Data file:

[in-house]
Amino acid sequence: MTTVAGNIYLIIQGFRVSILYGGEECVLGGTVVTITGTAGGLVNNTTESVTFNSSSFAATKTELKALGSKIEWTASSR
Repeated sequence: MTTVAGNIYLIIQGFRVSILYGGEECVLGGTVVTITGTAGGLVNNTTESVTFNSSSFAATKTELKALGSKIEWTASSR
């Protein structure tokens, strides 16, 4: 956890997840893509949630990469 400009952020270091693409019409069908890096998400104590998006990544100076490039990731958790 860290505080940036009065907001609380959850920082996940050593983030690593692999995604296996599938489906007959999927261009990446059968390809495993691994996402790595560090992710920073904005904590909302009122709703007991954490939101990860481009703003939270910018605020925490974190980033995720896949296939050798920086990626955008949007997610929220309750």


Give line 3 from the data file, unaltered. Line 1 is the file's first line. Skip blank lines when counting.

Repeated sequence: MTTVAGNIYLIIQGFRVSILYGGEECVLGGTVVTITGTAGGLVNNTTESVTFNSSSFAATKTELKALGSKIEWTASSR